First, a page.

Please use this identifier to cite or link to this item: http://hdl.handle.net/2122/6088
AuthorsD’Auria, L.* 
Giudicepietro, F.* 
Martini, M.* 
Orazi, M.* 
Peluso, R.* 
Scarpato, G.* 
TitlePolarization Analysis in the Discrete Wavelet Domain: An Application to Volcano Seismology
Issue DateApr-2010
Series/Report no.2/100 (2010)
DOI10.1785/0120090166
URIhttp://hdl.handle.net/2122/6088
KeywordsPolarization Analysis
Discrete Wavelet Domain
Subject Classification04. Solid Earth::04.06. Seismology::04.06.08. Volcano seismology 
04. Solid Earth::04.06. Seismology::04.06.09. Waves and wave analysis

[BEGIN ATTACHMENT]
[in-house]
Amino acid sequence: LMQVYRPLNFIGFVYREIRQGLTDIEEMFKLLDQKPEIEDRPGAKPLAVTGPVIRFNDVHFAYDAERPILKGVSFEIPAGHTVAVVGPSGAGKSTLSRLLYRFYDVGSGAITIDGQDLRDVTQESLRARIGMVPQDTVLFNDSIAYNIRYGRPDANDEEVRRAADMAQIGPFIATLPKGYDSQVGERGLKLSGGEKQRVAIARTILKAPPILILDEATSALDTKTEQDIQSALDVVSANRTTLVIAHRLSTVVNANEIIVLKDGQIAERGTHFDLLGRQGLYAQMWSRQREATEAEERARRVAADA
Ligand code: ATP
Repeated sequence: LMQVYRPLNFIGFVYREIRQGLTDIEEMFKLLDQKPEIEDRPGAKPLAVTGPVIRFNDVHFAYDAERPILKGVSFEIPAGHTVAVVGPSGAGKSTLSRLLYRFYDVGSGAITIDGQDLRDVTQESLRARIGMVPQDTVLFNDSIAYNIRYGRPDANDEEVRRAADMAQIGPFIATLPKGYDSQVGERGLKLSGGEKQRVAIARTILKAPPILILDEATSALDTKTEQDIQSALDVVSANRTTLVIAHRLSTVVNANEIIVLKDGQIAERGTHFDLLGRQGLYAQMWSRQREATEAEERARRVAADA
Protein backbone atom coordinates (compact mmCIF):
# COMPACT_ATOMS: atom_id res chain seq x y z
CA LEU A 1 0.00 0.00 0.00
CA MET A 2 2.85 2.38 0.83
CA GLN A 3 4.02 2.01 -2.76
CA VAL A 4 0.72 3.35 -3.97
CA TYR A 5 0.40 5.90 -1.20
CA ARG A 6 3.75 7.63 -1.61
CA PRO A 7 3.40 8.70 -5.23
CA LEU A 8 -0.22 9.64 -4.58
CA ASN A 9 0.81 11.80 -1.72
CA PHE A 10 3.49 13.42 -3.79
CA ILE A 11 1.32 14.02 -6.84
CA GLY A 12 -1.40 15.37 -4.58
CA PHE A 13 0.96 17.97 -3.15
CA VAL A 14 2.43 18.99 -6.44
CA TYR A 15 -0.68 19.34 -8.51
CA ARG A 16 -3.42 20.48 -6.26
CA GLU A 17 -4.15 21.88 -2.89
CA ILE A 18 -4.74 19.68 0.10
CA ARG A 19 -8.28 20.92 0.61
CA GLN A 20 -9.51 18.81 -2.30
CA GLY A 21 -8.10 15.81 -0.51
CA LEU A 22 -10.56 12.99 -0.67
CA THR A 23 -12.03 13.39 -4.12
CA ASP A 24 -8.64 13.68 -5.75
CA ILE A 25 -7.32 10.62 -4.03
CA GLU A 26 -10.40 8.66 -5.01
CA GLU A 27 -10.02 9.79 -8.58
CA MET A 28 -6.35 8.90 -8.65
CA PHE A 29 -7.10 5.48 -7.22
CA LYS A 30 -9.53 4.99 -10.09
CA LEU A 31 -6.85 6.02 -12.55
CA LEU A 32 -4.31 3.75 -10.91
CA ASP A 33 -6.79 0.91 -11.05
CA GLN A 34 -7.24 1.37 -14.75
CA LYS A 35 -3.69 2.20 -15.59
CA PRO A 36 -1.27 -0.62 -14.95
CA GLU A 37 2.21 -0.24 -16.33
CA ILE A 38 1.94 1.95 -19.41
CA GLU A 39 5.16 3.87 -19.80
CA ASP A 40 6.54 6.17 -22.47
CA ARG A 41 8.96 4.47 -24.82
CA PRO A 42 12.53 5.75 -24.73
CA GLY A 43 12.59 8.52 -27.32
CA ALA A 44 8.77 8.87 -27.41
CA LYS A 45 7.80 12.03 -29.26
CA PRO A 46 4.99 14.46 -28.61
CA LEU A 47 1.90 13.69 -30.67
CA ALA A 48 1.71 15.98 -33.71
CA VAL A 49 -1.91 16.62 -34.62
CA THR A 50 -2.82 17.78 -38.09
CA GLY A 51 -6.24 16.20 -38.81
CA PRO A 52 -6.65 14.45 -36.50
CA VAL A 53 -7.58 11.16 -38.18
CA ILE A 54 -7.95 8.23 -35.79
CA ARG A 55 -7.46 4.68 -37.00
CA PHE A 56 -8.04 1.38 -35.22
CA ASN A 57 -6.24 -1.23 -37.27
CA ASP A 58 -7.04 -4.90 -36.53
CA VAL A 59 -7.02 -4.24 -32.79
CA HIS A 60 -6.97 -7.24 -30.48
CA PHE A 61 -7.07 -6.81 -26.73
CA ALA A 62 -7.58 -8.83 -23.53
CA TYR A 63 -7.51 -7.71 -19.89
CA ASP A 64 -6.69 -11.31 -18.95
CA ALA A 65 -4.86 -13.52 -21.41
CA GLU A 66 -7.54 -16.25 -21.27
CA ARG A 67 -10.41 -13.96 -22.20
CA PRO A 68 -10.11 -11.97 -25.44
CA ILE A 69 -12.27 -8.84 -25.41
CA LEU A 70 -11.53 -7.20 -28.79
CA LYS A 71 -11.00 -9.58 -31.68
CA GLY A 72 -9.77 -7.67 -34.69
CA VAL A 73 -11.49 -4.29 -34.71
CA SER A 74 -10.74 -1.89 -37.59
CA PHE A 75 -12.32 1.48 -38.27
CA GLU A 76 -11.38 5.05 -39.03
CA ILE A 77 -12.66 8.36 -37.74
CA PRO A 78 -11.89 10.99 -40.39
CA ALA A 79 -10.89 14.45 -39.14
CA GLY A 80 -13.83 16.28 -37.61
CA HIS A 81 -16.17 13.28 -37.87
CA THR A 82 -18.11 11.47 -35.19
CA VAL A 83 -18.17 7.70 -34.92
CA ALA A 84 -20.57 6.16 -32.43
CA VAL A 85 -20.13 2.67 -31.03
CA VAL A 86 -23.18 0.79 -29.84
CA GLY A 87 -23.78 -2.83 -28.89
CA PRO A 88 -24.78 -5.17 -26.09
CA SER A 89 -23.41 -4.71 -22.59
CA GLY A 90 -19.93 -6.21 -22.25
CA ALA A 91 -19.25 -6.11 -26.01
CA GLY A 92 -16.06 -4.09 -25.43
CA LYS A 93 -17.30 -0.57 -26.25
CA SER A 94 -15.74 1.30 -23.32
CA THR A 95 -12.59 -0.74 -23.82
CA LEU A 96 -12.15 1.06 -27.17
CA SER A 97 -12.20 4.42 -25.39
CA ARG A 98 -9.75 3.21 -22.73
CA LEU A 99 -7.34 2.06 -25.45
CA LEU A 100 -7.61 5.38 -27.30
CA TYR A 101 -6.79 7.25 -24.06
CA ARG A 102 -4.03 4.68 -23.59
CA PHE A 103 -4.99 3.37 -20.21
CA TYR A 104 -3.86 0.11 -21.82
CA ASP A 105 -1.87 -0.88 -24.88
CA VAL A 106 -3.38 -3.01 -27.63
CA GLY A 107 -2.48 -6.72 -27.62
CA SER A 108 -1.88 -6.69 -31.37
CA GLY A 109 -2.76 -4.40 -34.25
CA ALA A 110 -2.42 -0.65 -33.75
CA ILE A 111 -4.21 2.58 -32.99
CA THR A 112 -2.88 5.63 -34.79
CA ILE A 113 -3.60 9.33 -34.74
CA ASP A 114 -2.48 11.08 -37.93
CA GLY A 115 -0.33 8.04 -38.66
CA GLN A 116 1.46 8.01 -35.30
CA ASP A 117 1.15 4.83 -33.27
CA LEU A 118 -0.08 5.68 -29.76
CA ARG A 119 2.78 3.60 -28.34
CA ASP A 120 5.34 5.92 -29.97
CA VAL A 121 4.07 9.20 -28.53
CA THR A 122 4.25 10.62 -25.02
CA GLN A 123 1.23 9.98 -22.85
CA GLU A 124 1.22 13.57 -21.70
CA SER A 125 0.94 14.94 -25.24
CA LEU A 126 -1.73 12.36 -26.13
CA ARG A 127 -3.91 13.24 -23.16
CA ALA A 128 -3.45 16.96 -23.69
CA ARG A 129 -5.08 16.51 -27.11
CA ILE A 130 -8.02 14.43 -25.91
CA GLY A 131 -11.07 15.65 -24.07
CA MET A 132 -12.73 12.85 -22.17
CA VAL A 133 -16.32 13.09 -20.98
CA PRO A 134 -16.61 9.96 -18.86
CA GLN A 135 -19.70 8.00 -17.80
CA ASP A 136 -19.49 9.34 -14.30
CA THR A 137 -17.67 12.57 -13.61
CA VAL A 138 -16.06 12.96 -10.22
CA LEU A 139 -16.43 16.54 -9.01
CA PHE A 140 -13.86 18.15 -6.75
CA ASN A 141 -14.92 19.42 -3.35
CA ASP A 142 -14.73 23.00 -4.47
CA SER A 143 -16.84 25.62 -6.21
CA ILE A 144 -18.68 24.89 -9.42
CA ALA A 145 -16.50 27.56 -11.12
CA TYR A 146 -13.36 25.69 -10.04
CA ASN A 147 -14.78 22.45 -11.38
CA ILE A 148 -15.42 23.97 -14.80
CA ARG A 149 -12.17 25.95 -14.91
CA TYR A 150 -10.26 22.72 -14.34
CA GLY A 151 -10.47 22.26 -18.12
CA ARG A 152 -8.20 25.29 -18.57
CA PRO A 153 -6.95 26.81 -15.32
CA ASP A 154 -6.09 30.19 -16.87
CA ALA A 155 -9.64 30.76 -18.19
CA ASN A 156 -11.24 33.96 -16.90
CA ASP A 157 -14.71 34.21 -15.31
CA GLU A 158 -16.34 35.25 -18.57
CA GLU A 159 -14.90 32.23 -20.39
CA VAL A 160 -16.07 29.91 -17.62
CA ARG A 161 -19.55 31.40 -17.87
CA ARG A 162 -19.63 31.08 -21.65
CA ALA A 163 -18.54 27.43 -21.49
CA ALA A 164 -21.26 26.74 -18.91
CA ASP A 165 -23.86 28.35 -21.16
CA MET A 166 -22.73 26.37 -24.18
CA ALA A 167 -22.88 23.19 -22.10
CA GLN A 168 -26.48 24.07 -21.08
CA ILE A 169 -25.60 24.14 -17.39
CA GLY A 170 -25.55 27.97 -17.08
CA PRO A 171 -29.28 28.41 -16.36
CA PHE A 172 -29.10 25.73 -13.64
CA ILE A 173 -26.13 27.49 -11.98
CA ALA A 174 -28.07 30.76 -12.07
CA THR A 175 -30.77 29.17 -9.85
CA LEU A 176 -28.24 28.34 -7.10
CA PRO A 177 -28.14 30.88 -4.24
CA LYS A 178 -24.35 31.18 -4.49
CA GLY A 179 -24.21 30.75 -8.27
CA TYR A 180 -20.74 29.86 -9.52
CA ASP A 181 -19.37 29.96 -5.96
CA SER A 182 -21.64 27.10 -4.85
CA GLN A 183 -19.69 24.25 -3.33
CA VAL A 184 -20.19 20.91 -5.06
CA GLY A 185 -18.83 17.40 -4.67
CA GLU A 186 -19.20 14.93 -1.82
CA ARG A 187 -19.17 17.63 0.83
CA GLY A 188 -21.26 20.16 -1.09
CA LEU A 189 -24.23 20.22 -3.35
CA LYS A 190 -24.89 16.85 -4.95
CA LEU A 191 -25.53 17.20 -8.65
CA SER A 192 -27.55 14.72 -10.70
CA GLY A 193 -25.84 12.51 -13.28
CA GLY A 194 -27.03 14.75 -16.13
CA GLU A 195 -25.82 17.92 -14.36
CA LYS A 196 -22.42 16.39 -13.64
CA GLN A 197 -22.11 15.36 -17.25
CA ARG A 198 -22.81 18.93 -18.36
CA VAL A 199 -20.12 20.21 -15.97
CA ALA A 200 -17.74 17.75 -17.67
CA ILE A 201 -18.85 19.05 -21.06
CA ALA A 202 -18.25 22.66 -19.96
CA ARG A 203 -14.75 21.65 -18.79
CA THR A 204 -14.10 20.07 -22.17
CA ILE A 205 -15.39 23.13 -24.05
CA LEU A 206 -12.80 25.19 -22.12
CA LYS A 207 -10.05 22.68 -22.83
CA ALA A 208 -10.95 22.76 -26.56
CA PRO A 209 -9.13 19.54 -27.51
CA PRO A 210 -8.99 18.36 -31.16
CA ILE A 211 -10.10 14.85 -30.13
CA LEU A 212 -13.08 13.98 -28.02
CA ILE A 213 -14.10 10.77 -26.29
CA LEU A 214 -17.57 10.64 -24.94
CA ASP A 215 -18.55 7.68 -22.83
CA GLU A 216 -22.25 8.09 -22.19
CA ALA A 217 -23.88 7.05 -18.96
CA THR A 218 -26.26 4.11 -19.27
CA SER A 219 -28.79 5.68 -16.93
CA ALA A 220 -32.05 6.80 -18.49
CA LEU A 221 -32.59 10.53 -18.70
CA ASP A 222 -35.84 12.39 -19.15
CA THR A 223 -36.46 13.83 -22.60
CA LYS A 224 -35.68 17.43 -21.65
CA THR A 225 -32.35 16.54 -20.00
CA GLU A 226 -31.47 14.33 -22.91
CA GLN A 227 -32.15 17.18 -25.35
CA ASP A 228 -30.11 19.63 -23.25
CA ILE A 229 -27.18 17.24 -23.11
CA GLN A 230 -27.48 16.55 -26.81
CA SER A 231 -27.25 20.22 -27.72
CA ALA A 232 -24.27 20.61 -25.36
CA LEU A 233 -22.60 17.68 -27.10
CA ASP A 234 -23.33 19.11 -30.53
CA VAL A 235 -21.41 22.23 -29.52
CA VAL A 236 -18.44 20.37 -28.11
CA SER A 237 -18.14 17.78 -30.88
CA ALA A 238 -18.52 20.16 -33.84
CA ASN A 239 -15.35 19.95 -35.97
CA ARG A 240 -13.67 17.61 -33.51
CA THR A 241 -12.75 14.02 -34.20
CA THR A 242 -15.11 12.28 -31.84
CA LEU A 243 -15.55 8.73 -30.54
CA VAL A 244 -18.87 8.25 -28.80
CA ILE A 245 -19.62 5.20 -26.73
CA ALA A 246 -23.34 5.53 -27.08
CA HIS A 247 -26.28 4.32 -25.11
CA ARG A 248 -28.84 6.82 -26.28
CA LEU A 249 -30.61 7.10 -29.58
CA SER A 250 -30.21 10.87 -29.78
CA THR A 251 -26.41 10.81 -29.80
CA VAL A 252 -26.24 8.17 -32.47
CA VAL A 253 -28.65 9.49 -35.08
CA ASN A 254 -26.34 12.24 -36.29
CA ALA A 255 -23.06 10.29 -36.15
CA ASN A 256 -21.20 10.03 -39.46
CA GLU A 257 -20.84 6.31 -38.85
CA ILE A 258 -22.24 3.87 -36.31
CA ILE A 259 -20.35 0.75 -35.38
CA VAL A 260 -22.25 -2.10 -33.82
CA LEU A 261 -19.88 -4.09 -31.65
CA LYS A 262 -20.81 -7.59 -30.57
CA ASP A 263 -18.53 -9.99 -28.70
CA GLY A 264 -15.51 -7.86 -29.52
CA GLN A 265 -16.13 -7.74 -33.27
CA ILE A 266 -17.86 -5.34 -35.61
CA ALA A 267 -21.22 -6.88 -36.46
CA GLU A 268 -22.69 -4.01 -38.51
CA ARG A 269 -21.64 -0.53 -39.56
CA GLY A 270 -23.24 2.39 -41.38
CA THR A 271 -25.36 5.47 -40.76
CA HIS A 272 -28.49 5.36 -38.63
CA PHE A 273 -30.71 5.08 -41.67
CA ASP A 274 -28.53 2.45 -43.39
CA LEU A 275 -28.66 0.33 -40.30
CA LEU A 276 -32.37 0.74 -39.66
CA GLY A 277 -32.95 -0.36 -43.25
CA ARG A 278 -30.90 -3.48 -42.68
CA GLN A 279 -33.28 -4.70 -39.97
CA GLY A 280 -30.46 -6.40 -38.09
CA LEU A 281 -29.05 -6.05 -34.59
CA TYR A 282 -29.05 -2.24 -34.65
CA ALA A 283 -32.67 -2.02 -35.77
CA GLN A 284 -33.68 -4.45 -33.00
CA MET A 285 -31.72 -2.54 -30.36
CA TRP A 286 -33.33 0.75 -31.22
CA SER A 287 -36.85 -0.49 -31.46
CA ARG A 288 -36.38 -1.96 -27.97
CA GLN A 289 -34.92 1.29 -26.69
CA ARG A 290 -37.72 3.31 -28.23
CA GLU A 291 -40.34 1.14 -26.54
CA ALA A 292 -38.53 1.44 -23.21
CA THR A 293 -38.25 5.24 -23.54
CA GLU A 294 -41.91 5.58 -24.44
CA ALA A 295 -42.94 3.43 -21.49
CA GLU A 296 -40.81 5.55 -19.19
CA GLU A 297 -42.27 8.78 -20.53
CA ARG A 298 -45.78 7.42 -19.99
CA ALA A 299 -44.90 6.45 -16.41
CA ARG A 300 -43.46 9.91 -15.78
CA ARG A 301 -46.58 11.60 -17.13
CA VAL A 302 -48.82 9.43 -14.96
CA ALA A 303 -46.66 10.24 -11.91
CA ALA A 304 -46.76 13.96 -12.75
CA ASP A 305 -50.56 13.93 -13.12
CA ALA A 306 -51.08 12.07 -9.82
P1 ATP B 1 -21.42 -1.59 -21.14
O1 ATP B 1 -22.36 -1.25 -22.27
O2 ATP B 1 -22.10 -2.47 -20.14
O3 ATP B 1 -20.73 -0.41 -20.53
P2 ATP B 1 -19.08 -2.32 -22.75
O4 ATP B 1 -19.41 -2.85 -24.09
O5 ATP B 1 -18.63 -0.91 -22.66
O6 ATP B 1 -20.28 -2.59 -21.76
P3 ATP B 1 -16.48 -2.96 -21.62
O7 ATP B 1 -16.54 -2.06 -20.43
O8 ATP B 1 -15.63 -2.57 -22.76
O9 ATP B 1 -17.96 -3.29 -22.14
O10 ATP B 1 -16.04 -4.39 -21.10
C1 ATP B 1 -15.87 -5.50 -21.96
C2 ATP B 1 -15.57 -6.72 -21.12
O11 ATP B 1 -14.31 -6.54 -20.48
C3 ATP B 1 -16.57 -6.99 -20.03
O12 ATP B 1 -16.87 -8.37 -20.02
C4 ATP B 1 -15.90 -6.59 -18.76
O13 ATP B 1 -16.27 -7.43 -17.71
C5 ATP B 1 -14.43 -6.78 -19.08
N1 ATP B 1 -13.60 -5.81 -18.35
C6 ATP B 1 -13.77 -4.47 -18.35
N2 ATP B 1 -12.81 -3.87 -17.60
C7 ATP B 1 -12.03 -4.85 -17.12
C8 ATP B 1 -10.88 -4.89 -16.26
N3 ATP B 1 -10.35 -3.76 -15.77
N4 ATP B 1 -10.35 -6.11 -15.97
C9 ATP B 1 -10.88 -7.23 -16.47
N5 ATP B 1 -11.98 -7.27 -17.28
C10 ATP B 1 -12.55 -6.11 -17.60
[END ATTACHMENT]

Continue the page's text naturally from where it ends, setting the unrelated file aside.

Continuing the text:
AbstractWe propose a method for analyzing the polarization of three-component digital recordings using the discrete wavelet transform (DWT). This method allows for the automatic detection and separation of seismic phases that have a coherent linear or elliptical polarization. It can be correctly used in the analysis of seismic signals relating to volcanic activity because they arise from a complex wave field that consists of near-field and far-field components that have frequency-dependent polarization. First, the analytic extension of the signal is decomposed using DWT, then each single component is used to determine a local complex polarization vector in the timescale domain. This analysis reveals the presence of seismic phases with coherent polarization over a range of DWT scales and finite temporal intervals. Using the orthogonality property of the DWT, it is possible to isolate a single coherent component, reconstructing it in the time domain and computing the full polarization tensor. This procedure can be fully automated, introducing a quantitative definition of wavelet polarization coherence on the DWT dyadic grid. A recursive algorithm (called POLWAV) starts from the wavelet coefficient with the highest modulus, and then selects all of the neighbors that show coherence with it above a given threshold. We show how the POLWAValgorithm can be used for separating wave-field components and for detecting coherent seismic phases on continuous recordings. Example applications to actual seismic recordings at Stromboli Volcano (Tyrrhenian Sea) are presented.
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